Although the Russian Orthodox Church was devastated during World War II and continued to decline until the early 1980s because of government policies, it underwent a small revival with the onset of perestroika and the celebration in 1988 of the 1,000- year anniversary of Christianity in Russia. In 1990 Belarus was designated an exarchate of the Russian Orthodox Church, creating the Belarusian Orthodox Church. In the early 1990s, 60 percent of the population identified themselves as Orthodox. The church had one seminary, three convents, and one monastery. A Belarusian theological academy was to be opened in 1995.[3]

Roman Catholicism

Soviet policies toward the Roman Catholic Church were strongly influenced by the Catholics' recognition of an outside authority, the pope, as head of the church, as well as by the close historical ties of the church in Belarus with Poland. In 1989 the five official Roman Catholic dioceses, which had existed since World War II and had been without a bishop, were reorganized into five dioceses (covering 455 parishes) and the archdiocese of Minsk and Mahilyow. In the early 1990s, figures for the Catholic population in Belarus ranged from 8 percent to 20 percent; one estimate identified 25 percent of the Catholics as ethnic Poles. The church had one seminary in Belarus.[3]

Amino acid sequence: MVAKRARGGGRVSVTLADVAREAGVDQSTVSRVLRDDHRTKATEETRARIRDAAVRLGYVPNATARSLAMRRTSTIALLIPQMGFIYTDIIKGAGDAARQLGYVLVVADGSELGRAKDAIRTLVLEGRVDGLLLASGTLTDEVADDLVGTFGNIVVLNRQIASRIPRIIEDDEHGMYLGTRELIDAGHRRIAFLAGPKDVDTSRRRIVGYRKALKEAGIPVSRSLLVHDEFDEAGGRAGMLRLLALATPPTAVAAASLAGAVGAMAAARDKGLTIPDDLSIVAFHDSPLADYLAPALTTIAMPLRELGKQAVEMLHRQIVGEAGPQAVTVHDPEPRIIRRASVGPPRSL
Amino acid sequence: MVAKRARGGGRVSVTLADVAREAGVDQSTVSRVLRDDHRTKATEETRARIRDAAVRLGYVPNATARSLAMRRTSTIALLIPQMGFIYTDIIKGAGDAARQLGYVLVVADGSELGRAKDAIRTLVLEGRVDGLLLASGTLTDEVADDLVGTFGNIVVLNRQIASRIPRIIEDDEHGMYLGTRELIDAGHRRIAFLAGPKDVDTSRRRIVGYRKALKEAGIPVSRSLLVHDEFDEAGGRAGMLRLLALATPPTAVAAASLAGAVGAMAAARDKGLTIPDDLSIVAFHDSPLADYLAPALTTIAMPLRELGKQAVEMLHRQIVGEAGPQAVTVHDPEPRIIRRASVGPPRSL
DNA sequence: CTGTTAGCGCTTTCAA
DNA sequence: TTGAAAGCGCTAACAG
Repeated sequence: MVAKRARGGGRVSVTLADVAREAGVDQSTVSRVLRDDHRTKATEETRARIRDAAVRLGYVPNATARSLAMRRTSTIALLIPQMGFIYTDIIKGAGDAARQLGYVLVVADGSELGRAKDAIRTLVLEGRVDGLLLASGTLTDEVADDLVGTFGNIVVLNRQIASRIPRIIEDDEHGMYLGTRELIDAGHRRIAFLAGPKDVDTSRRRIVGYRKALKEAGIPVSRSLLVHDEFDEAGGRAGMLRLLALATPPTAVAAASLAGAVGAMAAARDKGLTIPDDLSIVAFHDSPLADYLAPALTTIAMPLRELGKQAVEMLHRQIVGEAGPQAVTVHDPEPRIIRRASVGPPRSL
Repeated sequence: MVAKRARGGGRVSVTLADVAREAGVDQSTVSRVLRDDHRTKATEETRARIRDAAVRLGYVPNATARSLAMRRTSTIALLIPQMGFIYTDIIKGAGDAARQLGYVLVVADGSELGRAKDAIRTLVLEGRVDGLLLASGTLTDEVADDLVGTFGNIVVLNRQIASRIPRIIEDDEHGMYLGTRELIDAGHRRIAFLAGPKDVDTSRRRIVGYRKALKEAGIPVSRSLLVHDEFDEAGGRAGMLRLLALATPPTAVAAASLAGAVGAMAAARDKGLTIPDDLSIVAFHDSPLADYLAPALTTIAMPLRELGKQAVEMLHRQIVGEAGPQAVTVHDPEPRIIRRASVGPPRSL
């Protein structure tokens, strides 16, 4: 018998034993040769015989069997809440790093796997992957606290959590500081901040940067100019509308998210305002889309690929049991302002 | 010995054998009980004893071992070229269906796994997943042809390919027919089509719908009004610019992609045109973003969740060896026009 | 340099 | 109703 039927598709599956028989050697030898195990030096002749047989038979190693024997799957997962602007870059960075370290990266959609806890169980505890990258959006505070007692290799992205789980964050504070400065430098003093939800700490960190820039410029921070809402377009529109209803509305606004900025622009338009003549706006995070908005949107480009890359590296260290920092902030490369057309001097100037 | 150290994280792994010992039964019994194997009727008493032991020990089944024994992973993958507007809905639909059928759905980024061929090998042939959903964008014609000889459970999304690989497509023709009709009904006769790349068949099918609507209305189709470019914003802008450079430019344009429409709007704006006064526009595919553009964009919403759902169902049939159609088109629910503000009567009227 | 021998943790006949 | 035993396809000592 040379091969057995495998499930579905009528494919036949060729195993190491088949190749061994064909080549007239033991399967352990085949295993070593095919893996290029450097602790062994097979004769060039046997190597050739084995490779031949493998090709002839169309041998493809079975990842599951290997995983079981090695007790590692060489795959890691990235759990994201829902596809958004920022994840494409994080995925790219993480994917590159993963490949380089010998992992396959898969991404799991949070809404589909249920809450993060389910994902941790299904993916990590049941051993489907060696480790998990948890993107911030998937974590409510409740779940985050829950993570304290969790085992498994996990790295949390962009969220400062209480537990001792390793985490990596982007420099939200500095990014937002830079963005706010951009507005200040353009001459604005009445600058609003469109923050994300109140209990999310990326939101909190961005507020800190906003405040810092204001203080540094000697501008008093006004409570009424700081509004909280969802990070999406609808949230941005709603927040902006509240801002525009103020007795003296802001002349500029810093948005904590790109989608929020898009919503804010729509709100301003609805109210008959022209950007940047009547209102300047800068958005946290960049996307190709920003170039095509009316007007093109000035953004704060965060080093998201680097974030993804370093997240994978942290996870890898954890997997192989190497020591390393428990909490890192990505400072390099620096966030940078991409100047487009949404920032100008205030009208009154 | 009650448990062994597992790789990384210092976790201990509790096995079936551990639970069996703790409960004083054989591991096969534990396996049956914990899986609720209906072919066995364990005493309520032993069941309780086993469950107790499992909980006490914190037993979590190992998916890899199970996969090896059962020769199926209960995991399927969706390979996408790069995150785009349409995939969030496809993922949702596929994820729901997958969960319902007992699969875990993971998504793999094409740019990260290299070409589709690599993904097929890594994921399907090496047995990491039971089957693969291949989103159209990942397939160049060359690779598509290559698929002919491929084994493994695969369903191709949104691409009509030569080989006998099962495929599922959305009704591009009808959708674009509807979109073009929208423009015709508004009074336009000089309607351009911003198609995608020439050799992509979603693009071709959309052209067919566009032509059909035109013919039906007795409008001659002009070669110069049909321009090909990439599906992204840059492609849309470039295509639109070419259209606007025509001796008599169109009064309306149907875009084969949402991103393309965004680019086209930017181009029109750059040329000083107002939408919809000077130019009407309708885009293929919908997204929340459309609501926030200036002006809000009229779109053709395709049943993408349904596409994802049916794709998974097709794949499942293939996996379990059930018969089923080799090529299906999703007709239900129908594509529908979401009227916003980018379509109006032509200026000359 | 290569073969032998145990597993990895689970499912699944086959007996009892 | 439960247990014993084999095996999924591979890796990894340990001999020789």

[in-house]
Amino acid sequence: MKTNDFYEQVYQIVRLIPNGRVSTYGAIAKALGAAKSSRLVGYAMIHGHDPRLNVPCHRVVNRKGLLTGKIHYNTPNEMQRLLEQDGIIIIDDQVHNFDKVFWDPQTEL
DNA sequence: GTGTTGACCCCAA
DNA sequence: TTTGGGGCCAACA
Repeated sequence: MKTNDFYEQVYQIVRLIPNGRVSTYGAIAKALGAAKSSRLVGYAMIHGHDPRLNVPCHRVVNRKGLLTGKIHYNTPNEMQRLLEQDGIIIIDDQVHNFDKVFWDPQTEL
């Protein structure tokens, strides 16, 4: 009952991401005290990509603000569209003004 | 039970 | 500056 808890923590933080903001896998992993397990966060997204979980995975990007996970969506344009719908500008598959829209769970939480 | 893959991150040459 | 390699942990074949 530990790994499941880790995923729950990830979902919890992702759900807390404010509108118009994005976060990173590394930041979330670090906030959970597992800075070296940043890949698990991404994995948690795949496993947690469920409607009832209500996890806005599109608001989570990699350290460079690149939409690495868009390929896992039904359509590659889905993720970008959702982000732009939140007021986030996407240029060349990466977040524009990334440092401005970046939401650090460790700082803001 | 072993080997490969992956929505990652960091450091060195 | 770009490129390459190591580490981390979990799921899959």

Greek Catholicism

Main article': Belarusian Greek Catholic Church

At the beginning of 2005, the Belarusian Greek Catholic Church had 20 parishes, of which 13 had obtained state recognition. As of 2003, there have been two Belarusian Greek Catholic parishes in each of the following cities - Minsk, Polatsk and Vitsebsk; and only one in Brest, Hrodna, Mahiliou, Maladziechna and Lida. The faithful permanently attached to these came to about 3,000, while some 4,000 others lived outside the pastoral range of the parishes. Today there are 16 priests, and 9 seminarians. There is a small Studite monastery at Polatsk. The parishes are organized into two deaneries, each headed by an archpriest. The Abbot of the Polatsk monastery serves as the dean of the eastern deanery. There is no eparch (bishop) for the Belarusian Greek Catholic Church. The Rt. Rev. Archimandrite Sergius Gajek, MIC, is the Apostolic Visitator for the Greek-Catholic Church in Belarus. Worship is in the Belarusian language.


Before World War II, the number of Protestants in Belarus was quite low in comparison with other Christians, but they have shown remarkable growth since then. In 1990 there were more than 350 Protestant communities in the country.[3]